Novacentrix will update on improvements in photonic curing equipment for fast heating to enable the use of high-temperature solders without damaging low-temperature substrates. Atotech will report results from its multiyear initiative to develop lower temperature solder pastes for better performance than SAC-based materials on a variety of substrates.
Printed graphene and carbon nanotubes find applications in sensors and RF devices
Bonbouton will introduce its commercial smart insole using a printed graphene sensor to monitor skin temperature to detect early signs of foot ulcers in diabetic patients. The company inkjet-prints graphene oxide followed by thermal reduction to fabricate graphene supercapacitor electrodes for temperature and pressure sensing.
C2Sense will update on its development of carbon nanotube gas sensors to monitor food condition to prevent waste. The sensitized carbon nanotubes selectively detect ethylene from fruit or ammonia from chicken to accurately track the condition of the foods as they pass through the supply chain. Georgia Tech will report results of printing not only sensors from carbon nanotube ink but even RF and mm-wave diodes and transistors for high-frequency, long-range, low-cost RFIDs.
Innovations in display materials
Materials for flexible displays continue to see innovations – from solutions for foldable displays to plenty of new options for improved transparent conductive films and force-sensitive films. Solotech will introduce a cross-inked polymer that it says offers both high hardness and excellent foldability as a reliable covering for foldable/bendable displays. Atotech will describe its development of selective electroless copper deposition for metal mesh and TFT electrode patterns for touch screens to eliminate the need for costly mask and etching steps after deposition. Chasm Advanced Materials suggests hybrids of the conductive metals and carbon nanotubes offer a promising alternative for flexible transparent conductive films.
C3Nano reports on nanowire ink, fused after printing, for flexible transparent conductors. Peratech will report on its printable pressure touch technology that it describes as high-resolution and low-cost for better localized, force-sensitive touch. Jabil will share the results of its evaluations of five of the available printed force-sensitive sensors. E Ink will introduce new capabilities for its electrophoretic display technology – it’s now possible to write on it with a magnetic stylus, and there’s a variable transmission version for electronic windows.
Next generation technologies from universities and startups
Researchers from major research institutions and startups will talk about developments in flexible/printed/hybrid electronics including innovations in biological/electronics interfaces, via skin or neurons, and demonstrations of piezoelectric and better stretchable circuits.
Emerging technologies for biosensors and human/machine skin interfaces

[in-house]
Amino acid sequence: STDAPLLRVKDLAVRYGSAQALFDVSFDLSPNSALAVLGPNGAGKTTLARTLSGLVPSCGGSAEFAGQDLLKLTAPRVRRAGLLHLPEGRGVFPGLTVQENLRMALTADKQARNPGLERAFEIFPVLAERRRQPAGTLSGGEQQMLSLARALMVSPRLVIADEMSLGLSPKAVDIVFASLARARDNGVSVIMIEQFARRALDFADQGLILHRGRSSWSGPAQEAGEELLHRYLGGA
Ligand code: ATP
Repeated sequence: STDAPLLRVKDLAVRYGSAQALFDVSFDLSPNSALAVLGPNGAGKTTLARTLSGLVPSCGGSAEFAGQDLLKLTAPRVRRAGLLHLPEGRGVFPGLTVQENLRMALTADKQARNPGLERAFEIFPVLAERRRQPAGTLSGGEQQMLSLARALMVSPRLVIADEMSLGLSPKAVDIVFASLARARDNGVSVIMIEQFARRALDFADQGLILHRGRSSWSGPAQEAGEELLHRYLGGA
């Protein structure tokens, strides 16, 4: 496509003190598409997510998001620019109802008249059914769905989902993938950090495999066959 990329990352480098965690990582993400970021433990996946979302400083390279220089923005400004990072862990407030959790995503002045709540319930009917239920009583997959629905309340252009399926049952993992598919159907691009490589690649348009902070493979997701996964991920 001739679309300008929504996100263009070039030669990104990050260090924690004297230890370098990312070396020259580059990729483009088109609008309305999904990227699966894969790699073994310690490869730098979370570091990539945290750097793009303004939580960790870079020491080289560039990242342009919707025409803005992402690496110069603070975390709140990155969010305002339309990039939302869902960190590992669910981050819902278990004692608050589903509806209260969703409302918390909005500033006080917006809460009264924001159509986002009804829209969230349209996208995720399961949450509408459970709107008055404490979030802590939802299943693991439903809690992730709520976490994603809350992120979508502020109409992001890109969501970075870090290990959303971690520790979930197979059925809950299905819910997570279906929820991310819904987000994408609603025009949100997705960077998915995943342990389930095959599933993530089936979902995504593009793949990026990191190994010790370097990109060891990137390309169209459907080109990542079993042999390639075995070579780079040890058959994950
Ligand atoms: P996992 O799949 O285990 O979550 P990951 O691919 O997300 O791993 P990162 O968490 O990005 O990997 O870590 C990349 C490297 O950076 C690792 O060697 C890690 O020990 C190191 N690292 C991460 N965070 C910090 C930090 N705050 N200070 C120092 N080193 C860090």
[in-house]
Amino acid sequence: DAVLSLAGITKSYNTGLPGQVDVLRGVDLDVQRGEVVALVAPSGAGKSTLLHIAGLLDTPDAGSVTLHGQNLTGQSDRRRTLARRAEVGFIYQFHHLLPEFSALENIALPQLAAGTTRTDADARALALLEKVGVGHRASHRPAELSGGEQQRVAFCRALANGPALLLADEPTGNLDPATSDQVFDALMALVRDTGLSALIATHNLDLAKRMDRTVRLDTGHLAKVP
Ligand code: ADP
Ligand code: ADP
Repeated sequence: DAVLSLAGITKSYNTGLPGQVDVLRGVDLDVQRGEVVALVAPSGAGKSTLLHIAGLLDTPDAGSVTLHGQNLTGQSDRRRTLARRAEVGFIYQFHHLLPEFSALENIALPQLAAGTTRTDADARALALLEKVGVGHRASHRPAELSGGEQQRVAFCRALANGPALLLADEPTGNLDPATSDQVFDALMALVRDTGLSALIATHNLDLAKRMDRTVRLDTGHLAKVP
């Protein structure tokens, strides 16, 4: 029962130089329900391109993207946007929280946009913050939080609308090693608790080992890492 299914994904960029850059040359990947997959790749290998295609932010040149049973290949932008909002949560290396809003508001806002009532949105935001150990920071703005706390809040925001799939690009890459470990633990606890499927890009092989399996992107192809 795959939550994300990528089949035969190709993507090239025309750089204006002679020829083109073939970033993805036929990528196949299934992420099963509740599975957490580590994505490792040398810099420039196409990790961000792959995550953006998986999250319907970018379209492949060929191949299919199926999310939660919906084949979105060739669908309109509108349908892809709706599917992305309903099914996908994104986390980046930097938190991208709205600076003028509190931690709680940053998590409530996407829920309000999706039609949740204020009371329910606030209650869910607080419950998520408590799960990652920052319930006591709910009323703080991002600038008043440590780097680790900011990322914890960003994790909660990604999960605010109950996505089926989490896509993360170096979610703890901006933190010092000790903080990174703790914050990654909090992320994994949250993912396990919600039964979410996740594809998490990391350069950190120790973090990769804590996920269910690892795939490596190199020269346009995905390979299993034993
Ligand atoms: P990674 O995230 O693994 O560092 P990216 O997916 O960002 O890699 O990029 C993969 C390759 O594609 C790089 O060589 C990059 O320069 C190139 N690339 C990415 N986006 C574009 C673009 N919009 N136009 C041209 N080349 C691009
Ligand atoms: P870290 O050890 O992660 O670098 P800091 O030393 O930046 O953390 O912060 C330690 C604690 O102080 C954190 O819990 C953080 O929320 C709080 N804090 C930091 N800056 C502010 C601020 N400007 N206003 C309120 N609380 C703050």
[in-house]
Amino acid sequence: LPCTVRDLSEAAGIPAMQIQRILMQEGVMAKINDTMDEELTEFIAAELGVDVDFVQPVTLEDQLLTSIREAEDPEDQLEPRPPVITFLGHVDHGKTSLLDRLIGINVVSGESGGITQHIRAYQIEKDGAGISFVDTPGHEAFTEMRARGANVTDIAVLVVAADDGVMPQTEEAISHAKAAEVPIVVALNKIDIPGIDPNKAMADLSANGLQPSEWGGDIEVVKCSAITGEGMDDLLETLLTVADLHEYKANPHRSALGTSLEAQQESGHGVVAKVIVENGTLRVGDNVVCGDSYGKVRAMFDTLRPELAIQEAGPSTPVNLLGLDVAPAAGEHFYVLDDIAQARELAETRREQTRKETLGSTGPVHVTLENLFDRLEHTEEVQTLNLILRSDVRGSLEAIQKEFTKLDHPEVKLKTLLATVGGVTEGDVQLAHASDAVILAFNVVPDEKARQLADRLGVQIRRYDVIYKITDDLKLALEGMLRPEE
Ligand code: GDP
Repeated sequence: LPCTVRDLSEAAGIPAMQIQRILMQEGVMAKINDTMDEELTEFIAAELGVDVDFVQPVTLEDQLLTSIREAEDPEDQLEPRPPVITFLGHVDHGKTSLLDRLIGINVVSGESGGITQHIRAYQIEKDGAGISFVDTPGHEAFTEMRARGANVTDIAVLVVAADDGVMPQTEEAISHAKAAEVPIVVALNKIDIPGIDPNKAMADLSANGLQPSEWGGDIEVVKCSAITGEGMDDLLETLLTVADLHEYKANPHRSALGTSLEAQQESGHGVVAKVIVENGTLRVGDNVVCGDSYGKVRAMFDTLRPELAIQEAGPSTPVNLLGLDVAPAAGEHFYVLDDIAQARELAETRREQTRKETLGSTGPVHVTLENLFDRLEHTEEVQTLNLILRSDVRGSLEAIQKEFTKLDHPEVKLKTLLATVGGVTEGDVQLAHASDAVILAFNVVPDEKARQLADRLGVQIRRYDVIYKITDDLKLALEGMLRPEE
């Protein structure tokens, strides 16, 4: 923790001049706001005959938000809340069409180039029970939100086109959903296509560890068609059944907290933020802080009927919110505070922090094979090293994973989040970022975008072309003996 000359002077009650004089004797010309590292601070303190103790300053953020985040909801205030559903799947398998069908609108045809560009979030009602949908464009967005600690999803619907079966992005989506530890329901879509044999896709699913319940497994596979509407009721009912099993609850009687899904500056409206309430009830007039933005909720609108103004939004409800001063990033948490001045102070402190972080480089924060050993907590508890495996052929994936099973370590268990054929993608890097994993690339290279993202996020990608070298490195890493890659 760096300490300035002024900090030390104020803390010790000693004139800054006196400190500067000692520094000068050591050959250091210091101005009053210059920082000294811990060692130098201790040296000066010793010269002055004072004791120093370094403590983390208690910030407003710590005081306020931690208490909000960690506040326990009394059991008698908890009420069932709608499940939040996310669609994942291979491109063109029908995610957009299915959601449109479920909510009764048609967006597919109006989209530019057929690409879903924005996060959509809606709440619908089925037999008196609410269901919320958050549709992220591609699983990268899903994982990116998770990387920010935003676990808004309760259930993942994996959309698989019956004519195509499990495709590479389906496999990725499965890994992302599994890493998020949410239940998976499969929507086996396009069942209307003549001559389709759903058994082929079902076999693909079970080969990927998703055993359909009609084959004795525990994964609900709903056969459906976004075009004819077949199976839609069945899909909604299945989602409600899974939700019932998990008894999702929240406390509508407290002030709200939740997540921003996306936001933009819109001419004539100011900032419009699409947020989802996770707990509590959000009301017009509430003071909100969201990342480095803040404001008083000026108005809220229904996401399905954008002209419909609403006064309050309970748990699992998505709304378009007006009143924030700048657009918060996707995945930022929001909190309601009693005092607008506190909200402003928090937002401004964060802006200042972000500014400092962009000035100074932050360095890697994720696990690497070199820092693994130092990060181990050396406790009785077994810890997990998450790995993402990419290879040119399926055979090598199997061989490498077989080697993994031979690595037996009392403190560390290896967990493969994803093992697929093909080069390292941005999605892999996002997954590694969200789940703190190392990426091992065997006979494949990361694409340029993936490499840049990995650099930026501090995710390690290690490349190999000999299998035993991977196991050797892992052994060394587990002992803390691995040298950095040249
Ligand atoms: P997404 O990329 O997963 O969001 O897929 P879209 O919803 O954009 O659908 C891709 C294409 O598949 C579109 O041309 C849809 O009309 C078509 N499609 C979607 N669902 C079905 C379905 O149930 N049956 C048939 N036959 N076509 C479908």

Georgia Tech researchers will detail their electrical interface with human skin for wireless control of a remote-control car and a wheelchair by electrical signals from the body. They’ve developed a flexible elastomer skin patch patterned with thin film metal/polymer nanostructures made by CMOS processes, and metal pads compatible with conventional reflow soldering. Other Georgia Tech researchers will report their work on better cochlear implants made of encapsulated polymer printed with conductive microcoils for pulsed micro-magnetic stimulation that can focus more tightly on specific areas of auditory neurons. Seoul National University will introduce its flexible organic artificial nerves that can activate an insect’s leg muscle. Researchers there have devised a pressure sensor connected to a ring oscillator that converts the pressure signal into voltage pulses, which are then integrated by a transistor into a signal that replicates a post-synaptic current to communicate with the biological nerves.
Epicore Biosystems will report on its advances in manufacturing and packaging technology that enable its skin-interface electronics and microfluidics systems in thin stretchable format to continuously monitor electrical, acoustic and biochemical signals. The technology is now entering commercial development with industrial partners. GE Global Research will update on its field testing of sweat-sensing devices to monitor hydration.
Emerging technologies for piezoelectric actuators and improved stretchable sensors and circuits
PARC will report on audio speakers made of PVD piezoelectric film on polyimide with inkjet-printed flexible hybrid operating circuits, and Novasentis will talk about its piezoelectric electroactive polymer for different kinds of vibrations for wristband notifications. UTC will share its learnings from deploying large numbers of stretchable flexible hybrid sensors conformably over large areas on aerospace and infrastructure assets to sense temperature, vibration, strain and damage for critical safety.
The Air Force Research Lab reports promising results for stretchable circuits made with liquid metals, which maintain their high conductivity even when stretched. Silent Sensors will discuss its printed flexible manufacturing technology for low-cost, stretchable energy storage and piezoelectric energy harvesting for monitoring the condition of automobile tires.
By Heidi Hoffman, senior director of technology community marketing, SEMI